Giving away the store
Delve into the foolish claims of attorney John Calvert:
The twisted decision of the court in Dover today effectively establishes a state sponsored ideology that is fundamental to non-theistic religions and religious beliefs. By outlawing the inference of design that arises from observation and analysis, the court has caused the state to endorse materialism and the various religions it supports.All that's "outlawed" is a compulsion to present theism in science classes. As an attorney, I assume Mr. Calvert figured that out, and is simply lying for effect. The decision preserved individual choices to accept any of a range of metaphysical belief systems.
Thus the court actually inserted a religious bias into science, while purporting to remove one. The incorrect assumption implicit in the decision is that there is only one kind of “religion” - the kind that subscribes to God.No. The judge made a very different claim. He argued that the only kind of thing that contemplates God is religion. It's a Venn Diagram, one circle inside another. All theistic things are religious, but not all religions are theistic. And IDC weighs in on one side of an explicitly religious issue.
Evolution neither requires nor forbids theism, or any other explicitly religious argument.
That's the difference between evolution and ID. There are theistic evolutionists who think that God influences the path of evolution, but don't treat that as a scientific proposition. They aren't "materialists" but their religious views conflict with IDC.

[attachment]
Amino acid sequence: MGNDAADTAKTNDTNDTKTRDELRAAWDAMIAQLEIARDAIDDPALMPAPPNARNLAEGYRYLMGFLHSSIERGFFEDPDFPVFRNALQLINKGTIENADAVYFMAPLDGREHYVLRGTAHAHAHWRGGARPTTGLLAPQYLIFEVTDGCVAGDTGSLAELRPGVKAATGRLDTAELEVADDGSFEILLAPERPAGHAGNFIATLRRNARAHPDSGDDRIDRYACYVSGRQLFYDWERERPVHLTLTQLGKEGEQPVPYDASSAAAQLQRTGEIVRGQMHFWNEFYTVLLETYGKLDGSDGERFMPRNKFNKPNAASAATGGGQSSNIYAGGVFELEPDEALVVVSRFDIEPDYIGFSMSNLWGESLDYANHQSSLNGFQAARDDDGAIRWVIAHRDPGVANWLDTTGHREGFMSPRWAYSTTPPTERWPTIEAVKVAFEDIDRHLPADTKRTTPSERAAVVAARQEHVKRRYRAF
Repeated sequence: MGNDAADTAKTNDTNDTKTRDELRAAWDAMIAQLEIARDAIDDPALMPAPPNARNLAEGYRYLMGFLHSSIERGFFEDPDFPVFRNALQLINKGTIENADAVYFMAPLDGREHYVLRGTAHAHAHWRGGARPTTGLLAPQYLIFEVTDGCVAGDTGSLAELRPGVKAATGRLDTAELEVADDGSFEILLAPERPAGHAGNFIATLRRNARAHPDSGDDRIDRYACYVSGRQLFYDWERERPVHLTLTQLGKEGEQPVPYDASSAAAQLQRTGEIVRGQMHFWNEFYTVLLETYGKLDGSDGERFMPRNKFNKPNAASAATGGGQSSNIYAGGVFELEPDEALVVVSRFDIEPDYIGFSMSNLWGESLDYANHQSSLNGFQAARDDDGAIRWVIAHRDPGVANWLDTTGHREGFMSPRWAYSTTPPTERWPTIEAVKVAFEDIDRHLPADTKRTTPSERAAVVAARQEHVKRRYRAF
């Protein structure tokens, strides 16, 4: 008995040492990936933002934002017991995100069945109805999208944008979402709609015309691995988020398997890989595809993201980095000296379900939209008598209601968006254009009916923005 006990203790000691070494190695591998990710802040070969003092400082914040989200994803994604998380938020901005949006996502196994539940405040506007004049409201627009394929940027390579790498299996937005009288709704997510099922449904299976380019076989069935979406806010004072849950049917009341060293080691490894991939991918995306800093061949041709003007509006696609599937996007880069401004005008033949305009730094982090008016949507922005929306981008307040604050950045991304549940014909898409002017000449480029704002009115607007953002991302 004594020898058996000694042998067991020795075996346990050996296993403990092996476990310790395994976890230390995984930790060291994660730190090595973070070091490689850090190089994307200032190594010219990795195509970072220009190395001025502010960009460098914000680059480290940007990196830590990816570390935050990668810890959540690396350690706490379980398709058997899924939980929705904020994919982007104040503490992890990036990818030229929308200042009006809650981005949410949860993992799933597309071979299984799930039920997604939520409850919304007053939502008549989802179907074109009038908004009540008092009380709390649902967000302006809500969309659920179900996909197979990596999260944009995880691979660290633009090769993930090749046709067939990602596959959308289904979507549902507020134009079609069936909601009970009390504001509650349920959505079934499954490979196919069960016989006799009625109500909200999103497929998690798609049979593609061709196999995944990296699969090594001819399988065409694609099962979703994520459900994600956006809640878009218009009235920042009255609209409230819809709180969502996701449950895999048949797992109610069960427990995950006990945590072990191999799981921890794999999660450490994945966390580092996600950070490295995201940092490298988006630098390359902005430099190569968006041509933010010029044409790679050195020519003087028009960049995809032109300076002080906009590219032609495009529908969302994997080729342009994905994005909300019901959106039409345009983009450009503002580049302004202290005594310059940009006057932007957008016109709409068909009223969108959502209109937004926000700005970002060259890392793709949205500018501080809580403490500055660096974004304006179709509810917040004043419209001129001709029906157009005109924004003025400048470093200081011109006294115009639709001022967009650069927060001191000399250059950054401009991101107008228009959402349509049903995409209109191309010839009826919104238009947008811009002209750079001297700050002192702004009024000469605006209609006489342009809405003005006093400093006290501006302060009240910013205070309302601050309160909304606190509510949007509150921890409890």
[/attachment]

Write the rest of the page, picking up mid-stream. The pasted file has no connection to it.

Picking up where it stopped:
The court also failed to discuss the fact that the inference of design derives from an observation and analysis of the data, not from a religious text. Nor does he discuss or ask, from whence does a counter-intuitive inference of “no-design” arise?Except that he explicitly evaluates the proposed lines of evidence for ID and finds them lacking logical support and scientific support. IDC is ill-defined, concepts meant to test it actually test evolution, and no adequate positive test for design has been proposed. It says that right in the ruling, if Calvert bothered reading it.
There is no issue in science that cries out more for competing hypotheses than highly subjective “historical narratives” about our origins. From where we come is inseparable from where we go. So long as only one answer to this question is allowed the story will necessarily be religious. We need the competition to make the explanations truly scientific.No, what he needs is evidence, and that's what ID doesn't have, and may never have.
The important thing to take away from this is that Calvert is not interested in the fig leaf of presenting ID as non-religious. He accepts its religious status, and that's the end of the story.
How hard is it to extend that to the revisions he wrote, and the Board adopted? In this release, as in other public statements, Calvert has given away the store, making claims about the Board's changes that everyone else has been saying critically.
Furthermore, he essentially endorses the "equal time" approach which has been ruled unconstitutional before:
Unfortunately, the Court fails to recognize that the only way for the state to deal with the unavoidable religious problem entailed by any discussion of “Where do we come from?” is to objectively provide students with relevant scientific information on both sides of that controversy.Actually, the only way the state can handle these personal issues is to let parents and students handle the religious implications on their own, while providing the available scientific evidence in a non-religious way.